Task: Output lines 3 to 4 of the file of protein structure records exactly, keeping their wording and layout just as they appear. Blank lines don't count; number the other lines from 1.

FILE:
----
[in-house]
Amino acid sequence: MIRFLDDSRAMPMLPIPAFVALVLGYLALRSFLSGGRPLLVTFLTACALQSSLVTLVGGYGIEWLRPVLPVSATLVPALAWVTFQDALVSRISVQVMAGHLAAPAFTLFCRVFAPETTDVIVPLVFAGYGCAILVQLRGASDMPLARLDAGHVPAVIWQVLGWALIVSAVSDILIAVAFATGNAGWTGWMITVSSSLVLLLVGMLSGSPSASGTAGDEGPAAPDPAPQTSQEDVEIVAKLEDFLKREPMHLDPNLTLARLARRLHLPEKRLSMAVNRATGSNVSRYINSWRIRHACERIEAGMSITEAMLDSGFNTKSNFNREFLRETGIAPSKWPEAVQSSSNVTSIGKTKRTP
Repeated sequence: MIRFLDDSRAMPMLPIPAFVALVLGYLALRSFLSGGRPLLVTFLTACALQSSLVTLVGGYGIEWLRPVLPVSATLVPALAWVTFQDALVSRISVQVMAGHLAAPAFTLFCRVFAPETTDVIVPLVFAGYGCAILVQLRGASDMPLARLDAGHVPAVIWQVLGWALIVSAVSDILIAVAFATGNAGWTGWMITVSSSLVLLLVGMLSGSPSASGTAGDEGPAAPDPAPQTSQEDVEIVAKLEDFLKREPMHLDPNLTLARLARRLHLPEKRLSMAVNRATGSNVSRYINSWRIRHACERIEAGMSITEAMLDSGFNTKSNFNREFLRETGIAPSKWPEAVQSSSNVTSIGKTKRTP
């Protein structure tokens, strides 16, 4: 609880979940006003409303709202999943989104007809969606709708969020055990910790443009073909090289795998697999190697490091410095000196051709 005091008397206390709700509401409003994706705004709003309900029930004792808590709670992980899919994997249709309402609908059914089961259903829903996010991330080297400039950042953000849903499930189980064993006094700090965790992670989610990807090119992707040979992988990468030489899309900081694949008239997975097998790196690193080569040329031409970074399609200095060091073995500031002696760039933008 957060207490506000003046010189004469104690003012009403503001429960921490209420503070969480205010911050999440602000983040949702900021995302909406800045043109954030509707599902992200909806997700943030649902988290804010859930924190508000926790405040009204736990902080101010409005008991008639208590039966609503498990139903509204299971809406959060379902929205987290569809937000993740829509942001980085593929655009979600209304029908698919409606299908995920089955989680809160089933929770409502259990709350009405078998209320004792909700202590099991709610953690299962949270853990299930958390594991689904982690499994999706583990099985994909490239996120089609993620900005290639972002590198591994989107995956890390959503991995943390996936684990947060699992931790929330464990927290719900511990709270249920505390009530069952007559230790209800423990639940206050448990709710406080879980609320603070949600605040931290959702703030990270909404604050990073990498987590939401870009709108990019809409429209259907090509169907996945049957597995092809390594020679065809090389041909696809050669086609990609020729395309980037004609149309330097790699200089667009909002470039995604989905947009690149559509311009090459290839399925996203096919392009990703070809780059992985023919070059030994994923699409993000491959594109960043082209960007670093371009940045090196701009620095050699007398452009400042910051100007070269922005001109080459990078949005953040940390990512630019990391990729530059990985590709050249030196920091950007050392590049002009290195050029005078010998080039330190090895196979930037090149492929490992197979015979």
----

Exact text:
Repeated sequence: MIRFLDDSRAMPMLPIPAFVALVLGYLALRSFLSGGRPLLVTFLTACALQSSLVTLVGGYGIEWLRPVLPVSATLVPALAWVTFQDALVSRISVQVMAGHLAAPAFTLFCRVFAPETTDVIVPLVFAGYGCAILVQLRGASDMPLARLDAGHVPAVIWQVLGWALIVSAVSDILIAVAFATGNAGWTGWMITVSSSLVLLLVGMLSGSPSASGTAGDEGPAAPDPAPQTSQEDVEIVAKLEDFLKREPMHLDPNLTLARLARRLHLPEKRLSMAVNRATGSNVSRYINSWRIRHACERIEAGMSITEAMLDSGFNTKSNFNREFLRETGIAPSKWPEAVQSSSNVTSIGKTKRTP
């Protein structure tokens, strides 16, 4: 609880979940006003409303709202999943989104007809969606709708969020055990910790443009073909090289795998697999190697490091410095000196051709 005091008397206390709700509401409003994706705004709003309900029930004792808590709670992980899919994997249709309402609908059914089961259903829903996010991330080297400039950042953000849903499930189980064993006094700090965790992670989610990807090119992707040979992988990468030489899309900081694949008239997975097998790196690193080569040329031409970074399609200095060091073995500031002696760039933008 957060207490506000003046010189004469104690003012009403503001429960921490209420503070969480205010911050999440602000983040949702900021995302909406800045043109954030509707599902992200909806997700943030649902988290804010859930924190508000926790405040009204736990902080101010409005008991008639208590039966609503498990139903509204299971809406959060379902929205987290569809937000993740829509942001980085593929655009979600209304029908698919409606299908995920089955989680809160089933929770409502259990709350009405078998209320004792909700202590099991709610953690299962949270853990299930958390594991689904982690499994999706583990099985994909490239996120089609993620900005290639972002590198591994989107995956890390959503991995943390996936684990947060699992931790929330464990927290719900511990709270249920505390009530069952007559230790209800423990639940206050448990709710406080879980609320603070949600605040931290959702703030990270909404604050990073990498987590939401870009709108990019809409429209259907090509169907996945049957597995092809390594020679065809090389041909696809050669086609990609020729395309980037004609149309330097790699200089667009909002470039995604989905947009690149559509311009090459290839399925996203096919392009990703070809780059992985023919070059030994994923699409993000491959594109960043082209960007670093371009940045090196701009620095050699007398452009400042910051100007070269922005001109080459990078949005953040940390990512630019990391990729530059990985590709050249030196920091950007050392590049002009290195050029005078010998080039330190090895196979930037090149492929490992197979015979």